Thursday, April 8, 2010

The Exodus--in Thermal Underwear

As it turns out, I have a lot of Jewish friends. I didn't plan it this way--it just kind of happened. Heb has a theory that unless you're from New England or the Mid-Atlantic states, you probably don't have a good sense of humor. However, she notes 3 exceptions to this rule: gays, Jews and people with trauma histories. (Recently, someone submitted another exception for consideration, but I'm not going to mention it until Heb officially signs off.)

Anyway, maybe I surround myself with so many Jews since their quick-wit keeps me smiling. That, and after all, they are my people--halfsies style. And my friend Sherry is definitely my people. I was hoping to spend Passover with her this year, but it turned out that she wasn't simply going to attend a seder. Nope--she was going to recreate the Exodus experience in the desert. Ummmm?

So while I was at EJ's seder getting loaded on Manachevitz-tinis with the A-gays, Sherry was "wandering" through the Southern CA desert where she was awoken each morning to the sound of a shofar in preparation to pay homage to the end of Israelite enslavement to Pharaoh. Upon her return, I pretty much forced her to tell me all about her experience with "Passover In The Desert." Following is what she had to say.

1. How was the trip set up?

The participants were separated into 10 "tribes." These groups were smaller posses where people knew you, could support you in your journey, check in, etc.

Each morning, we were awoken and called together for activities by the sound of a shofar (see above pic). There were pre-breakfast "offerings" such as women's yoga, chi gong, deep ecology hikes, and a Jewish vision quest. On afternoons, you could hike, vision quest on your own, take part in other offerings, or just lounge in the dome (see below pic) or the "sanctuary".

There were Friday night and Saturday morning Shabbat services and (Saturday evening) Havdalah services held in our dome and around the campfire. The services included hand drums, chimes, singing, and dancing out in the desert wind.

On Saturday night, the different tribes acted out elements of the seder around the campfire, with some playful-yet-provoking riffs on the story. There was also an ancestors theme, in which we were asked to recall and share stories about our ancestors.

2. How many people participated? How would you describe them?

There were 80-90 people on our trip whom I would describe as open, connected, clear, playful, intelligent, and loving.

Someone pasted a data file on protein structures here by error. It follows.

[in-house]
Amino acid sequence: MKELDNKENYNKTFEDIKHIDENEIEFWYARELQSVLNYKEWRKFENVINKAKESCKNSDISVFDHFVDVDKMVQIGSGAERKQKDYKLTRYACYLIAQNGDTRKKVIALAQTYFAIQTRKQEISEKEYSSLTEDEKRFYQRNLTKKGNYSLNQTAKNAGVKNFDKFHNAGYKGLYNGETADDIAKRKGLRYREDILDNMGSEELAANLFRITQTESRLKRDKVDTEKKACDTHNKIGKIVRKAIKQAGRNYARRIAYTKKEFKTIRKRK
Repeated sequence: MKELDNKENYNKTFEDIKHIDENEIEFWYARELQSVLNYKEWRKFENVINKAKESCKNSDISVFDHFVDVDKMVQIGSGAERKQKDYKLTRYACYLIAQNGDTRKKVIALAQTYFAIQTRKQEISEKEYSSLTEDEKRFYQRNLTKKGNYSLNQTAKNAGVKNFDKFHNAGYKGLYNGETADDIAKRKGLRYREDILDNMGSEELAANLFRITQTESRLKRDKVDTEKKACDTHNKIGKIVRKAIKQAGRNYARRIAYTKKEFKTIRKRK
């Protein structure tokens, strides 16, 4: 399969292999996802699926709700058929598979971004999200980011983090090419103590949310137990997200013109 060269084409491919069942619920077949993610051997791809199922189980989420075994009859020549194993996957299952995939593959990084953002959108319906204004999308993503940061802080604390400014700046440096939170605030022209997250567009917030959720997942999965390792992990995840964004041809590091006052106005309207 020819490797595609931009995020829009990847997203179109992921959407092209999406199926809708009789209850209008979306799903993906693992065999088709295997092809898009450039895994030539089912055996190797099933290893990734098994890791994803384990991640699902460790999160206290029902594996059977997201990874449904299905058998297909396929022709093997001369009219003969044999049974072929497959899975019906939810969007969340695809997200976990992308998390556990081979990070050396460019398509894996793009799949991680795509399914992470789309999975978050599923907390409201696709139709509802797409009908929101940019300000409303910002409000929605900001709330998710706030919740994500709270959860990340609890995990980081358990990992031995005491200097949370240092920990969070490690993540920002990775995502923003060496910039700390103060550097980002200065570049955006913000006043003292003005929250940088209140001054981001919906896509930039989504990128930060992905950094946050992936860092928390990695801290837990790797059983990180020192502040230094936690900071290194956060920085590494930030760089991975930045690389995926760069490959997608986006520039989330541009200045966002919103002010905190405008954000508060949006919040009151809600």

3. Did you guys keep kosher?

The meals were prepared by an Israeli chef and were "ecokashrut" (sustainable, local, seasonal, organic and kosher for passover). This was way deeper and more meaningful for me that just plain kosher for passover.

Mostly we ate soups, quinoa, salads, eggs, some fish, fruits, olives, nuts, and of course, matzah. I didn't get around to baking matzah in the solar oven as I had planned--there was just too much going on. Also, someone else had pre-made "shamura matza" (meaning that the flour has been guarded and never touched water before the 18 minute prep time allowed for baking kosher matzah).

4. Does anything stand out as particularly memorable or special?

It was truly awesome to have an actual Torah out with us in a wilderness area. This particular Torah was rescued from the Holocaust (see above). Also, hearing the story of Moses and the 10 Commandments as chanted by four women--out in the sun, wind and dust--was pretty powerful. I also loved being summoned together by the sound of the shofar.

5. The organization's website notes that the group will "travel far from home and into unfamiliar surroundings to experience the original holiday, get away from the mundane “enslavement” to our everyday lives and habits and see whether observing Passover in the wilderness deepens our appreciation for and understanding of the teachings around Exodus." Would you say it did?

Definitely. It was pretty powerful to have a conscious, cohesive Jewish community of like-minded outdoorsy, enviro, Burner types. It was also breathtaking to experience this in a desert environment, connecting to the land and to Jewish tradition.

6. Would you go again? Recommend to friends? Absolutely!

Fun fact: In Hebrew, the land of Egypt is called Mitzrayim, which literally means “the narrow places.” Metaphorically speaking, Passover is an opportunity to liberate oneself from whatever is constricting or enslaving you.

1 comment:

Heather said...

My formula is perfect- there will be no additions.